This is my notes on finding true happiness, which is the topic of discussion in SGI group discussion on 20 Aug 2009 in Cate’s place that I attended.
As usual, we started with chanting daimoku for 30 minutes, and then moved into Cate’s living room, sit around in circle, get cozy, nibble some chocolates and chips while sipping tea (A ritual I thoroughly enjoyed)
The discussion begins with talk of problems that affects our happiness in live, and with one case raised we all started to identify ourselves and a pattern seems to emerge: that true, lasting happiness is not determined by career, wealth, fame, and so on. Although it is agreed that these things contributes to make us happy they are not the primary determining factor.
How can we attain true happiness, especially when we are not happy with our current life conditions?
How can we be happy if our loved ones are suffering (whether that be your children, lovers, parents, or close friends). This discussion leads to the question : so what makes us truly happy? What are the key factors to finding true, lasting happiness?
The 6 Foundation of Happiness
I don’t know from which book this is, but I believe the message it is trying to convey is true. Tony took photocopy of 6 pages off this book and gave the copies to us for reading material.
The six foundations are:
- A sense of fulfillment
- Posessing a profound philosophy
- Holding fast to one’s conviction
- A Positive view of life
- Living with Courage
- (and) Tolerance/Compassion
Food for thought indeed. I will list the conditions here each under a sub section, with relevant paragraph (if not the whole section itself) quoted from the text.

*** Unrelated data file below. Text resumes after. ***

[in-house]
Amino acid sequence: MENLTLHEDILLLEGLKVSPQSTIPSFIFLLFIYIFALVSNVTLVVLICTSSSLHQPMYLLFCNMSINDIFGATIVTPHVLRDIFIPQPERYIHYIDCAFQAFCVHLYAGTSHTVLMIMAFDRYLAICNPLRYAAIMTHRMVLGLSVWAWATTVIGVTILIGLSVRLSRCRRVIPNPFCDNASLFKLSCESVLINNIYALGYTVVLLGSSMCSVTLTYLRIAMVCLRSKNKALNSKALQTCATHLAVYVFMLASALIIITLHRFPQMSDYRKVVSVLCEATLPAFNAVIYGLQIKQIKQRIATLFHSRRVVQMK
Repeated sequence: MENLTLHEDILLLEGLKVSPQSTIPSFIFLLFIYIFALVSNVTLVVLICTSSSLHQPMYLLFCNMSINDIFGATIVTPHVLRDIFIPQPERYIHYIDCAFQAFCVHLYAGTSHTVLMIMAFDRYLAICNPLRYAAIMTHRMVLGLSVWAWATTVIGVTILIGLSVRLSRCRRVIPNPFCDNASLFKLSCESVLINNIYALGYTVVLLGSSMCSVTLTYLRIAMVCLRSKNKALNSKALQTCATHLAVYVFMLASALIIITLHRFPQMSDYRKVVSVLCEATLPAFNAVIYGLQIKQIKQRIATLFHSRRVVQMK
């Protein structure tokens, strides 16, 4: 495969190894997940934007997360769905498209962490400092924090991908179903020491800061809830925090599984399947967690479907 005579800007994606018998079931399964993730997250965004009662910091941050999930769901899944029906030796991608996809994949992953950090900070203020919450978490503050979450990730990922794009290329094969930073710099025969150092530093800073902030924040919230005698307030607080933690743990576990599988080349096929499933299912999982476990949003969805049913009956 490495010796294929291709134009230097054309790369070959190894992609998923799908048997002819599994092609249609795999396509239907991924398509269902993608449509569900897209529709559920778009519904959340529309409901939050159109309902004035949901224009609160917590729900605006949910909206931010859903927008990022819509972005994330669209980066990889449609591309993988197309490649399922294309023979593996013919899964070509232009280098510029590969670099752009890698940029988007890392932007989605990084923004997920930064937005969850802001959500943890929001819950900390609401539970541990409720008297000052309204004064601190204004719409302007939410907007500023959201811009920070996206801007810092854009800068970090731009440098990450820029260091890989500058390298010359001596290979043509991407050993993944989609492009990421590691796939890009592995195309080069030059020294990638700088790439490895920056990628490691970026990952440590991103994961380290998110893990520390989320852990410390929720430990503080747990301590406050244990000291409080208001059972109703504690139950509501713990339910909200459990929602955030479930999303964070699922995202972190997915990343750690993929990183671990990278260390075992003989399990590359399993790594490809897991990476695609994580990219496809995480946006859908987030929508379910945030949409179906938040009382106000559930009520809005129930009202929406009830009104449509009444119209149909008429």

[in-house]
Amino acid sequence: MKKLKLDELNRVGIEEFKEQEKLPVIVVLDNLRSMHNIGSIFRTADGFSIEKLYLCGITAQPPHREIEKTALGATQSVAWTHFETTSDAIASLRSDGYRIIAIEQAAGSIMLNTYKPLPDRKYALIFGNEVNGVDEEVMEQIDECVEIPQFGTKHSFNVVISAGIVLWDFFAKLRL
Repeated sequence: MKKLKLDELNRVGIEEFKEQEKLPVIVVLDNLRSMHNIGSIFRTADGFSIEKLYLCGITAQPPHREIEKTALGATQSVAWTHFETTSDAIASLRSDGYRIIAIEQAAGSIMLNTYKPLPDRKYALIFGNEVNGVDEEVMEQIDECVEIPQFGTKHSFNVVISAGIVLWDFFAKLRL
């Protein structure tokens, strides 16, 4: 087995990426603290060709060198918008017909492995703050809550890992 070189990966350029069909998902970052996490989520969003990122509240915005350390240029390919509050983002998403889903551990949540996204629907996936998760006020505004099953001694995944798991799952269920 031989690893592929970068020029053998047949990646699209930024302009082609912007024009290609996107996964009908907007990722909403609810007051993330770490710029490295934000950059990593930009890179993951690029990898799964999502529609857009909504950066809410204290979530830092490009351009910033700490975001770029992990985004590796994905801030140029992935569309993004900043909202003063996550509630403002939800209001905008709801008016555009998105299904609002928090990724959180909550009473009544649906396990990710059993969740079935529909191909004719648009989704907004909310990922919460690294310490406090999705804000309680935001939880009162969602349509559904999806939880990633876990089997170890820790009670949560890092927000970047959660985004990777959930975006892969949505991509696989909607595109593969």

A sense of fulfillment
Where on earth is happiness found? How can we become happy? These are fundamental questions of life, and human beings are no doubt destined to pursue them eternally. The teaching of Buddhism, faith in the mystic Law, provide fundamental answers to these questions.
Ultimately, happiness rests on how we establish a solid sense of self or being. Happiness based on such externals as possessing a fine house or a good reputation is “relative happiness”. It is not a firm, unchanging “absolute happiness”. One can be in apparently the most fortunate circumstances, but if that persons feels only emptiness and pain, then he or she cannot be considered happy.
Some people live in truly splendid houses yet do nothing but fight in them. Some people work for famous companies and enjoy a prestige that many envy yet are always being shouted at by their superiors, left exhausted from the heavy workloads and rendered sick and weary of life.
Happiness does not lie in outward appearances nor in vanity, it is a matter of what you feel inside; it is a deep resonance in our lives. I would venture that the first condition for happiness is fulfilment.
To be filled each day with a rewarding sense of exhilaration and purpose, a sense of tasks accomplished and deep fulfilment – people who feel this way are happy. Those who have this sense of satisfaction even if they are extremely busy are much happier than those who have free time on their hands but feel empty inside.
Note: This passage is the whole untouched section, it is so good I feel that I must note the whole thing as is.